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Official State Sea Turtle of Texas

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Official State Sea Turtle of Texas


In 2013, science teacher Katie Blaser led the “Green Team” of fourth graders at Galveston’s Oppe Elementary School on a successful quest to have the Kemp’s ridley sea turtle named the Official State Sea Turtle of Texas. As an after-school group comprised of 24 students that generally conducted community recycling drives and beach cleanup projects, the Green Team decided the endangered turtle species needed help and that the state needed an official sea turtle. Working with elected officials, they were instrumental in the unanimous passage of House Concurrent Resolution (HCR31) which designated the Kemp’s ridley sea turtle as the official state sea turtle of Texas; Governor Perry signed HCR31 on May 10, 2013.

According to the National Park Service (NPS), “Texas is the only state in the U.S. where Kemp’s ridleys are native, with nesting records dating back to the 1940s,” thereby making the Kemp ridley sea turtles an authentic Texas turtle!

Kemp’s ridleys are among the smallest sea turtles, reaching only about 2 feet in shell length and weighing up to 100 pounds. The turtles are named “Kemp’s” after Richard Kemp, a Florida fisherman who helped discover and study the turtle but no one is sure why they are called “ridley”. Adults are found primarily in the Gulf of Mexico but juveniles have been found in the Atlantic Ocean as far north as Nova Scotia and sometimes along the eastern North Atlantic coast. When hatched, Kemp’s ridley sea turtles are almost entirely a dark purple or charcoal gray. As they mature, the turtles change color so their backs are an olive green and their underside is yellow. (Photo right: Kemp’s ridley sea turtles make a mad dash for the surf when hatched on the beach.  Conservation efforts to save the species has led to gathering eggs, incubating, then releasing as well. Courtesy of the NPS)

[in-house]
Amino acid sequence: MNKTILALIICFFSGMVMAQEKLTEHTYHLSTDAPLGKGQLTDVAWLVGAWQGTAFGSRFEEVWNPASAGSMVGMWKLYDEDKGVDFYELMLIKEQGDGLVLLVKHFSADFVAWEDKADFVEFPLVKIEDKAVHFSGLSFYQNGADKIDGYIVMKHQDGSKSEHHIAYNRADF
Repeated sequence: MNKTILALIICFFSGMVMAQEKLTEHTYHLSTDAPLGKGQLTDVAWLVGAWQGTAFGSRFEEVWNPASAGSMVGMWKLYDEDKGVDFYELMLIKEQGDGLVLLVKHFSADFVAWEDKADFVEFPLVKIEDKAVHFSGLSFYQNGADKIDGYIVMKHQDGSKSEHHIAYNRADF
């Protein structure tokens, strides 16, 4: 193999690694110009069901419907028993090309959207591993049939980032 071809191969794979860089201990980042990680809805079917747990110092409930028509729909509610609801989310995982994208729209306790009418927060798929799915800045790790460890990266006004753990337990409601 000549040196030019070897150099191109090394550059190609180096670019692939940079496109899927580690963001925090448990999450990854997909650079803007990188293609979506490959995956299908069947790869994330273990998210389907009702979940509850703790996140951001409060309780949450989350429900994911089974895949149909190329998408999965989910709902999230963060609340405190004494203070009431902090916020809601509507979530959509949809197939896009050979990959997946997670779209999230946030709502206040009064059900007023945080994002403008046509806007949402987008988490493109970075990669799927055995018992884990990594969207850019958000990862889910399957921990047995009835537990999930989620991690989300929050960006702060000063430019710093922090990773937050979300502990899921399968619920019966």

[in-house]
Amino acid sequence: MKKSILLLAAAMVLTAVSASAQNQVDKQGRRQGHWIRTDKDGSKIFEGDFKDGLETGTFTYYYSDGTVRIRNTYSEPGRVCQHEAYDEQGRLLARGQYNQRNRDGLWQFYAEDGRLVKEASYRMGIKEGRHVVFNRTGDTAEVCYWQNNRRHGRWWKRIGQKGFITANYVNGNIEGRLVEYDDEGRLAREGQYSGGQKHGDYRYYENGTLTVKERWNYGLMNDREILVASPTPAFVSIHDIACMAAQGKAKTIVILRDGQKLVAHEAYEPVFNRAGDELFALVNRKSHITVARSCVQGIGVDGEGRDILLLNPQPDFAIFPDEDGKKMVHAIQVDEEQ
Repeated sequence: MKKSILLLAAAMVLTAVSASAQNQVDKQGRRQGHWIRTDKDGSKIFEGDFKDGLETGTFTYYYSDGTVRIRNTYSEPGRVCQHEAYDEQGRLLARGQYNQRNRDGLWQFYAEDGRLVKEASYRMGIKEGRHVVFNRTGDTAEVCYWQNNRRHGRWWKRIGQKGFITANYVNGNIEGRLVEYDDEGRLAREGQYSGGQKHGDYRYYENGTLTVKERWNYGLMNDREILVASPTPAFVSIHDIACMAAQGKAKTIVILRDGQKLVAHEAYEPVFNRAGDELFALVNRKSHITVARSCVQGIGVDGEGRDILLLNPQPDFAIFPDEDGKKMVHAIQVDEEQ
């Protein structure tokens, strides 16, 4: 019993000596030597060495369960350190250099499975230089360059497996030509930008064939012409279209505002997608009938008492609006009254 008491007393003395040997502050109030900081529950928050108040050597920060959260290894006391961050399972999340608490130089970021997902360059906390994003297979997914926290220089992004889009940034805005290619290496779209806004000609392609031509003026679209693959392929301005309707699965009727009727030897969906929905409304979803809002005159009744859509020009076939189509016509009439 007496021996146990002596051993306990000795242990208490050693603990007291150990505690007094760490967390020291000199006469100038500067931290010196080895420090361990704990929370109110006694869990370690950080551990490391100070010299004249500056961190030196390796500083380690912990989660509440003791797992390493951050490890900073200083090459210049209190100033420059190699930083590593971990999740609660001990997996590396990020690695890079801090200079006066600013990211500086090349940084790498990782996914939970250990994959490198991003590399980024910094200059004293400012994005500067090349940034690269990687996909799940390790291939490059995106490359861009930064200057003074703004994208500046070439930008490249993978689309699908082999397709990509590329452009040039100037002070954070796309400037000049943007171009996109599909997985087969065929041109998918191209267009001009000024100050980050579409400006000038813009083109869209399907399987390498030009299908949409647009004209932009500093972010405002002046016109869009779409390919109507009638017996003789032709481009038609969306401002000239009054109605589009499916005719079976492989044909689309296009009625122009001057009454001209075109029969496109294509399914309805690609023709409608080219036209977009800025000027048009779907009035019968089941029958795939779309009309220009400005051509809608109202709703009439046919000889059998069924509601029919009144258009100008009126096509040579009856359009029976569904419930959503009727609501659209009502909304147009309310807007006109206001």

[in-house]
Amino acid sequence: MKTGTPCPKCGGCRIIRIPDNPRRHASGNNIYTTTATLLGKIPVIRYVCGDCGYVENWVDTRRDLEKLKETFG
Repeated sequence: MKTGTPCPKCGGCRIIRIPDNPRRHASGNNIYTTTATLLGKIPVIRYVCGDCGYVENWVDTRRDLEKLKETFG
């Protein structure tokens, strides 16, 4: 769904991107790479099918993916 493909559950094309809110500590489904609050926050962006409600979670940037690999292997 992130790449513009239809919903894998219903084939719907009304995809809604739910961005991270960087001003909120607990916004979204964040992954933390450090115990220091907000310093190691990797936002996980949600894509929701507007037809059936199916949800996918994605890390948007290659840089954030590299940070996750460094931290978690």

Once abundant in the Gulf of Mexico, the U.S. federal government classified the Kemps’ ridley sea turtles as an endangered species in 1970 and it is still the most endangered species of sea turtles. There is success in that nesting females once numbered below 300 but these numbers have grown to reach nearly 9,000. Additionally, after decades of work, the number of nests has grown from only 702 in 1985 to nearly 27,000. Beyond natural predators, the greatest threats to Kemp’s ridley have been poaching and commercial fishing. (Photo left: The Kemp’s ridley is the only sea turtle with an almost circular carapace (upper shell). Courtesy of the NPS)

Bringing attention to the Kemp’s ridley sea turtle and the conservation of this species has been, and is, a labor of love for many. Two notable conservationists are Ila Fox Loetscher, the “Sea Turtle Lady of South Padre Island,” and Dr. Donna Shaver of the National Park Service (see our Authentic Person article).

Loetscher’s love for Kemp’s ridley started after volunteering in Rancho Nuevo, Mexico. She fell in love with sea turtles and began caring for them in her South Padre Island home. She drew so many curious visitors that in 1977 she formed Sea Turtle, Inc. (STI) . This all-volunteer non-profit organization assisted her in education efforts and the rehabilitation of injured sea turtles.

Today, a growing list of volunteers along with full and part-time staff continue education, conservation and rehabilitation efforts. In 2018 STI opened a $6 million education facility and is currently raising funds to remodel the original location into a world class sea turtle hospital.

Since the 1970s, National Park Service staff and volunteers have worked diligently to help the Kemp ridley sea turtle’s recovery. Led by Dr. Donna Shaver, the Division of Sea Turtle Science and Recovery at Padre Island National Seashore is the only division of its kind in the entire National Park system.

The Kemp’s ridley sea turtle is one of the most iconic and popular creatures found at Padre Island National Seashore and along Gulf Coast shorelines. Texans young and old alike invest in educational and conservation efforts for this symbol of the Lone Star State.

Kemp’s ridley sea turtles Fun Facts!

  • Today, more Kemp’s ridley sea turtles nest at Padre Island National Seashore than at any other locations in the U.S.
  • Once male Kemp’s ridley sea turtles go into the water after hatching, they never come ashore again unless they are injured or sick.
  • Kemp’s ridleys are the only sea turtles that nest primarily during the day.
  • Kemp’s ridleys are the only sea turtles that nest in groups which are called arribadas (Spanish for “arrivals”). Just prior to an arribada, female sea turtles gather offshore. When weather conditions and timing is right, the females make their way towards the shore, crawling onto the beach to nest during a single nesting event. 

Padre Island National Seashore
20301 Park Rd 22
Corpus Christi, TX 78418

Texas State Aquarium
2710 N. Shoreline Blvd.
Corpus Christi, Texas 78402
(361) 881-1200
Hours: 10 a.m. – 5 p.m. Daily

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